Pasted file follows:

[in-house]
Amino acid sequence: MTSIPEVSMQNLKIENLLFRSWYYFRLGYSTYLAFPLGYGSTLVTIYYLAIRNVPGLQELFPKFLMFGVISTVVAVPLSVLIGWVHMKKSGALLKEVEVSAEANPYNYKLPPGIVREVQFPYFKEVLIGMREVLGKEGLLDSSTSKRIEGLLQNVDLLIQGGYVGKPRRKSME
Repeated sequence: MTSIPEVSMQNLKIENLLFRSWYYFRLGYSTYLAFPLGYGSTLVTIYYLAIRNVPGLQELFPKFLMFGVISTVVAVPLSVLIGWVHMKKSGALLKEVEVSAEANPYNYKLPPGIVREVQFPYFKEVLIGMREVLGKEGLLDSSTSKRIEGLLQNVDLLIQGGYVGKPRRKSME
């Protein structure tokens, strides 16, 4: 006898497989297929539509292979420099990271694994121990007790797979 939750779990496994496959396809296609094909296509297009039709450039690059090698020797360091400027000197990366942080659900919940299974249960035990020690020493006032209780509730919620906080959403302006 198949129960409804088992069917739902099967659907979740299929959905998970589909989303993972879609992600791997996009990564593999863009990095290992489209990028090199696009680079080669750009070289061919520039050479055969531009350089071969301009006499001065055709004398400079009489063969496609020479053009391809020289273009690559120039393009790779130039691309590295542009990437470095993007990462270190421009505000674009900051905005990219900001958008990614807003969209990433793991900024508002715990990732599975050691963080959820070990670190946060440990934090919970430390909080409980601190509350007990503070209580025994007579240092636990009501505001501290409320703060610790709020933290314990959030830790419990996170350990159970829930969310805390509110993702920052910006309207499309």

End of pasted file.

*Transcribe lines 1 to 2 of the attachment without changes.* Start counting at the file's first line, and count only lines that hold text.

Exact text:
[in-house]
Amino acid sequence: MTSIPEVSMQNLKIENLLFRSWYYFRLGYSTYLAFPLGYGSTLVTIYYLAIRNVPGLQELFPKFLMFGVISTVVAVPLSVLIGWVHMKKSGALLKEVEVSAEANPYNYKLPPGIVREVQFPYFKEVLIGMREVLGKEGLLDSSTSKRIEGLLQNVDLLIQGGYVGKPRRKSME